The Indie Publishing Debate

A recent Forbes article by David Vinjamuri has highlighted some key points among writers in the self-publishing vs. traditional publishing debate. The topic is fascinating to me, not just because I’m a writer, but because the opinions of each path are so varied.

But before I get into Vinjamuri’s piece, let me first say that I have chosen to pursue the traditional path. For me, it’s the challenge that is enticing. I know getting a contract as an unpublished fiction writer is difficult. There are many gatekeepers. But for me, writing in itself is not easy, so why should getting published be? In my mind, I’m just the protagonist in my own hero’s journey of sorts. Just as stories are unique, each writer’s path to publication can be just as different.

Vinjamuri’s opening paragraph made me jump head-first into the Forbes article, because I also shunned e-reading devices. I love the feeling of holding a book, of having shelves piled every which way with favorite titles and those I have yet to read. And then my job took me quite far from my home each day, giving me lots of time to read in the carpool. Suddenly, my iPad was the best purchase I ever made.

At first, I purchased Kindle versions of traditionally-published authors I already knew, and reference books I knew I didn’t want to lug around. Then I started look for more. Hugh Howey, who was interviewed for the article, is an author I discovered through Amazon’s recommendations. I immediately became engrossed with his Wool series and am a fan of his writing.

True, Howey is one of the good ones. Like any medium, there are self-published works that are well-crafted and there are those that are prosaic or just plain crap. But I still think there’s room in the market for everyone, despite, as the article point out, what some bestselling authors believe.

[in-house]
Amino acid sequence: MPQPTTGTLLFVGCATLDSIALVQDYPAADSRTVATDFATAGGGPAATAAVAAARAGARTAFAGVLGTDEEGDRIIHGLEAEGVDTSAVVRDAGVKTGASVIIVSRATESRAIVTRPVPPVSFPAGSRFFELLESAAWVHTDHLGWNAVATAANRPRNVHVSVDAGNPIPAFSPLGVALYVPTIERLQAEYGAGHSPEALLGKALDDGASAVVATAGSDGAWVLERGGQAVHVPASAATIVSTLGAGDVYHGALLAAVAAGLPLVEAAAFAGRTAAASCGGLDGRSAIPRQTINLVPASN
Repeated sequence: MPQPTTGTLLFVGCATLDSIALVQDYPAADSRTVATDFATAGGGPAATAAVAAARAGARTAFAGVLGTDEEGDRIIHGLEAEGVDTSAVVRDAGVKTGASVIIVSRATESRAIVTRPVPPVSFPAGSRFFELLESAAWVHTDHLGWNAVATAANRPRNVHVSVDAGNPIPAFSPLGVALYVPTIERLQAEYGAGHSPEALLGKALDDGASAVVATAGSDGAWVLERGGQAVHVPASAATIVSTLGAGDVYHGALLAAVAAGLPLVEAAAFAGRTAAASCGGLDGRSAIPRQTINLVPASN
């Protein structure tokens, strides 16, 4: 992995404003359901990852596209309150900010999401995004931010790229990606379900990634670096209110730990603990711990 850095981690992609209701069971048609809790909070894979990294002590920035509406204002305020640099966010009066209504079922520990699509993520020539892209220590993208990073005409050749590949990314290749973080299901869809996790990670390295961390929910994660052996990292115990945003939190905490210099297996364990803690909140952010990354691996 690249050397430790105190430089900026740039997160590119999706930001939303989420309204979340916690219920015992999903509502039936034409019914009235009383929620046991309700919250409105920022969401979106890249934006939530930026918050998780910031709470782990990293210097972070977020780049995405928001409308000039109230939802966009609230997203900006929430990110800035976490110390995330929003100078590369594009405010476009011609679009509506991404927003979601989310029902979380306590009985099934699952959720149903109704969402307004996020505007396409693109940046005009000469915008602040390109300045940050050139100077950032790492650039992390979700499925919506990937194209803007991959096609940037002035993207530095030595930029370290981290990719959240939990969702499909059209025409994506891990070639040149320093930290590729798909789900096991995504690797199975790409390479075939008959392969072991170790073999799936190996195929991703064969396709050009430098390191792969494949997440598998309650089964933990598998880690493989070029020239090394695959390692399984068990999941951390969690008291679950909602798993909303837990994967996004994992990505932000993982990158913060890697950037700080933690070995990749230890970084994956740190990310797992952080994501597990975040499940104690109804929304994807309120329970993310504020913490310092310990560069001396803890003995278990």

Why do mainstream authors dislike Indie publishing to the point where some even disagree with the coined term “Indie”? It comes down to worldview. Bestselling authors who are talented and hard working – like Thor and Grafton – are inclined to believe that publishing is a meritocracy where the best work by the most diligent writers gets represented, acquired, published and sold.

Ahem. Right now, Snooki has three books listed on Amazon. Now I must admit I have not read a word of any of her books, but I’m willing to bet that they don’t merit being published because of her writing excellence. And what some people outside the publishing world don’t realize, is that non-celebrity authors who DO get a traditional contract can have their publishing dates bumped in favor of pushing a celebrity title through.

Not to mention, the publishing machine takes a LONG time and the work isn’t done once you hand your manuscript over.

Publishing is different from other creative industries because the machinery has not yet adapted to the profound technological shift it is undergoing. . .These authors feel less beholden to publishers and more independent. They have been forced to become entrepreneurs, but are not rewarded commensurate with their contributions.

While I don’t think that the publishing industry is necessarily broken, I do believe that the success and persistence of indie writers is giving traditional publishers a much-needed wake up call. It’s time to adapt and change. Perhaps publishers will begin to take more chances with new authors by releasing titles as e-books first to seed the market and create buzz. Whatever the future of publishing will be, I must say I can’t wait to see what happens next. As writers, we certainly do live in exciting times.


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